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Star Trek: The Next Generation/Do voice recordings work?


Has it ever been ruled out that someone trying to take over the Enterprise (or other ships) can't use a voice recording of the captain etc.? Example: an enemy couldn't put together a recording of the command crew ordering a self-destruct.

Hello, Erin.

I don't think that this has ever been ruled out. Given the lax security at times on even the flagship of the Federation, it wouldn't surprise me.

Actually, the Enterprise is taken over by Commander Data in "Brothers." He creates a security code, sets up cascading force fields on his route to the transporter room, and localizes command functions to the Bridge, all while speaking in Captain Picard's voice.

Since the computer accepted the orders, it either could not discern that it was actually Data speaking, or it did not care. I'm assuming it was the former.

In "The Naked Now," Wesley Crusher uses recordings of the captain's voice to order the engineers to various places, and also to "assume" command of the ship. He wasn't actually recognized as such by the main computer, but (thanks to a force field) had isolated himself in Engineering, with full access to the equipment.

In "Menagerie, part I," Spock uses recordings of the captain's voice to take the ship back to Talos IV. (Kirk wasn't aboard at the time.)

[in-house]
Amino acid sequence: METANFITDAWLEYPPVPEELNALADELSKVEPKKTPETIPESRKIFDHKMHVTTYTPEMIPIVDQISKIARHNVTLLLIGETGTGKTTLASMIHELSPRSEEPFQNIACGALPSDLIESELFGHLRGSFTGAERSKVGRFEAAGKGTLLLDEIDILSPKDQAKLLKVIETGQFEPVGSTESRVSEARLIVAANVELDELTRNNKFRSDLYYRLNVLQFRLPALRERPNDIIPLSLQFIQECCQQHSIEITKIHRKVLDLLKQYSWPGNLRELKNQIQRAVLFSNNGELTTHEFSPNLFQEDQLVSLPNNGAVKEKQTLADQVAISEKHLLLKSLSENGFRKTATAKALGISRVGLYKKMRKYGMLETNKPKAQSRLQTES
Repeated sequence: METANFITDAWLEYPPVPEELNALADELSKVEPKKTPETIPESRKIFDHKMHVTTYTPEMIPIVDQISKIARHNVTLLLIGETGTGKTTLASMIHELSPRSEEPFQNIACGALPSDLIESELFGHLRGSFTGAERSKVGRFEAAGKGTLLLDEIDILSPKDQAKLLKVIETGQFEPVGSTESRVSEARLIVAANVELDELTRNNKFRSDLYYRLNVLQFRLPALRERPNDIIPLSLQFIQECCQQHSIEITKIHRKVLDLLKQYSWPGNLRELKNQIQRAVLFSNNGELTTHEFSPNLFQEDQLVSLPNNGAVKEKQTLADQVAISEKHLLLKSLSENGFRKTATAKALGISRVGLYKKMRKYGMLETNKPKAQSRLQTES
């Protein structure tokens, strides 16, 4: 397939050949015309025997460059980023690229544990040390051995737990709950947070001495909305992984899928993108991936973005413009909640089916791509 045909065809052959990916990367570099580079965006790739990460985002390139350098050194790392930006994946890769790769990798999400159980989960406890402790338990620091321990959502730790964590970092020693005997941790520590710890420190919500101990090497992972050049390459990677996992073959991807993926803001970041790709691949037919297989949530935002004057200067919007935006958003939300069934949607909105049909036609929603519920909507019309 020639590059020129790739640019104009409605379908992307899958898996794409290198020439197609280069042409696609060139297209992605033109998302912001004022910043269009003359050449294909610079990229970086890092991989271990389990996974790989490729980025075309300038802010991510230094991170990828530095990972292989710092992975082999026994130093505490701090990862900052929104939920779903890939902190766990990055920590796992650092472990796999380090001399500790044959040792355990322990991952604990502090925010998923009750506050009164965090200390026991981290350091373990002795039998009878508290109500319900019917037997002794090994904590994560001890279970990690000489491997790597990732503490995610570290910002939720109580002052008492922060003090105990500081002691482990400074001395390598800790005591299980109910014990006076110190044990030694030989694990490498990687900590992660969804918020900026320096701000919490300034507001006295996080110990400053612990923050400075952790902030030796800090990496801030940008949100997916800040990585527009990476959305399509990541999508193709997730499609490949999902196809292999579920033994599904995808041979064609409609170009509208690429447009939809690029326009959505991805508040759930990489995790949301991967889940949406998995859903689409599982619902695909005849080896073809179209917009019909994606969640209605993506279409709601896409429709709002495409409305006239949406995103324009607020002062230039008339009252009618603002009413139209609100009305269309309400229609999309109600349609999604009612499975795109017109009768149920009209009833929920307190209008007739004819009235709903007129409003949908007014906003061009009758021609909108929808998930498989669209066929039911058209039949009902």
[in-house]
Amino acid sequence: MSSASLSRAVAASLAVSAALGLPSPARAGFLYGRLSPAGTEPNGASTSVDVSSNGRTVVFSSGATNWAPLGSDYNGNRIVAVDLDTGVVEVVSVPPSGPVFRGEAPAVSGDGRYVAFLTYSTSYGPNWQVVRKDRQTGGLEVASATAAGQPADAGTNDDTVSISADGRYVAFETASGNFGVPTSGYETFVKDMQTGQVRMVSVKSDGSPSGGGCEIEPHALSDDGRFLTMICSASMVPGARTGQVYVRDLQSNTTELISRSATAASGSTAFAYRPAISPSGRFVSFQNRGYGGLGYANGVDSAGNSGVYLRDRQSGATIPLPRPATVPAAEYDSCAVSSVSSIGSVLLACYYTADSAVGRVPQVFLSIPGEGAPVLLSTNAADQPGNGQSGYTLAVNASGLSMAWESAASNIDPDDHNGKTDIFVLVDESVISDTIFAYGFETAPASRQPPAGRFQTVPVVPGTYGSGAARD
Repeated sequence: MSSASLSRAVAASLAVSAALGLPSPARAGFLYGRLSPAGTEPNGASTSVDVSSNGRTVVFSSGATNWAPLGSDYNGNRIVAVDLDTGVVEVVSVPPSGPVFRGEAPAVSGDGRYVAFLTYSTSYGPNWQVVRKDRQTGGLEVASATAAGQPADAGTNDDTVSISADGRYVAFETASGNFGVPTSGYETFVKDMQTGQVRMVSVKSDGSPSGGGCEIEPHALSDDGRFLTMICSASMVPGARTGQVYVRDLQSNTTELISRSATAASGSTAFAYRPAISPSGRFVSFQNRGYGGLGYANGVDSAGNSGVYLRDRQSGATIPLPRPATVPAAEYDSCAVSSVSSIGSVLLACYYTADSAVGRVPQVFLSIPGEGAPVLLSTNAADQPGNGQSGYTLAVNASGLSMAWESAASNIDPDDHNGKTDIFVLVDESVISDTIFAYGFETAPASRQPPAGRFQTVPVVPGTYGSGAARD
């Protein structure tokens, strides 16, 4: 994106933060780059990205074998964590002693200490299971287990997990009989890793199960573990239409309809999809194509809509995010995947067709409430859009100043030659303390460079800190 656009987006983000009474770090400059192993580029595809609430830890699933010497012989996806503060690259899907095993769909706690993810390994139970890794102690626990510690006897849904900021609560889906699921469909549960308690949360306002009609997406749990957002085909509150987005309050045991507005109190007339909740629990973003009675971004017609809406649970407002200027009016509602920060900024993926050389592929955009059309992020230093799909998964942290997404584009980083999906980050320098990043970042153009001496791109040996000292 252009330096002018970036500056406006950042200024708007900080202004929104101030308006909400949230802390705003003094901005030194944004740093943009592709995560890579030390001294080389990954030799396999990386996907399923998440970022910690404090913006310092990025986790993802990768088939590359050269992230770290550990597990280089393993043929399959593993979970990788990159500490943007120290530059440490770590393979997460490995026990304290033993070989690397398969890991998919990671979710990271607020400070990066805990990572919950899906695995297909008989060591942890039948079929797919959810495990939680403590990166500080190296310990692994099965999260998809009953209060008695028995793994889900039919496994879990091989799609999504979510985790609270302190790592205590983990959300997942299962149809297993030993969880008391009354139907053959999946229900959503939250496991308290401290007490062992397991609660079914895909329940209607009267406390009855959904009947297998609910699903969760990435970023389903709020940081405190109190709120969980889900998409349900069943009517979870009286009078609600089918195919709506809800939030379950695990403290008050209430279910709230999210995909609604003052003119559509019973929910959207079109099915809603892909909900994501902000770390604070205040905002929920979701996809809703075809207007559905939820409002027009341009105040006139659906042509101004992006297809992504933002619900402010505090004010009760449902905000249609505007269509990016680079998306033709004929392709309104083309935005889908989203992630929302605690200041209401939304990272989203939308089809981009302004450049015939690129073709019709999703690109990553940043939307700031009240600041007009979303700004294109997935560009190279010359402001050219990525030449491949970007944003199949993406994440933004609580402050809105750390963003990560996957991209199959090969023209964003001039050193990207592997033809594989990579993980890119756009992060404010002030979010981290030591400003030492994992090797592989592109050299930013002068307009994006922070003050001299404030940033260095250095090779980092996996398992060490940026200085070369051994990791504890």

The last two aren't really examples of the computer being fooled by voice recordings, but the first one is, in a sense.

So, I think that, yes, an enemy could certainly try to take over a ship in this fashion. The problem is that security codes are oftentimes necessary, and it would be hard for enemies to have this sort of information. And it's very likely that ship commanders change their command codes on a regular basis.

In "Brothers," Data simply states (in Picard's voice) "Alpha Two clearance," when aborting the saucer separation sequence. There is no command code required, which is awfully convenient, but Data probably would have known it anyway. It makes you wonder why "Alpha Two clearance" was even required. If the computer thought that it was Picard speaking, why couldn't he just order the sequence aborted without security clearance?

Ordering a self-destruct would be harder, since that requires more than one command-level officer to initiate it, at least on the Enterprise-D. Also, command codes are again necessary.

Well, I hope that this helps. If you have any further questions, please ask.


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John Zalewski


I can answer questions about the Enterprise, her crew, and the alien races which frequented the show. I've watched every episode, some several times, so I can answer many questions about plot, characters, or other things you'd like to throw at me! I can't answer questions about the other 4 Star Trek series. I can try, but my knowledge of those series is not as great as my TNG expertise. I also cannot answer questions about the 'behind the scenes' of the show: the show's production, the actors/actresses, etc. I know the names of the actors but that's about it!


Star Trek fan for about 20 years; used to record/watch episodes on VHS until the VCR went the way of the Husnock.

Fan of the show; I learn from watching and hearing the input of others.

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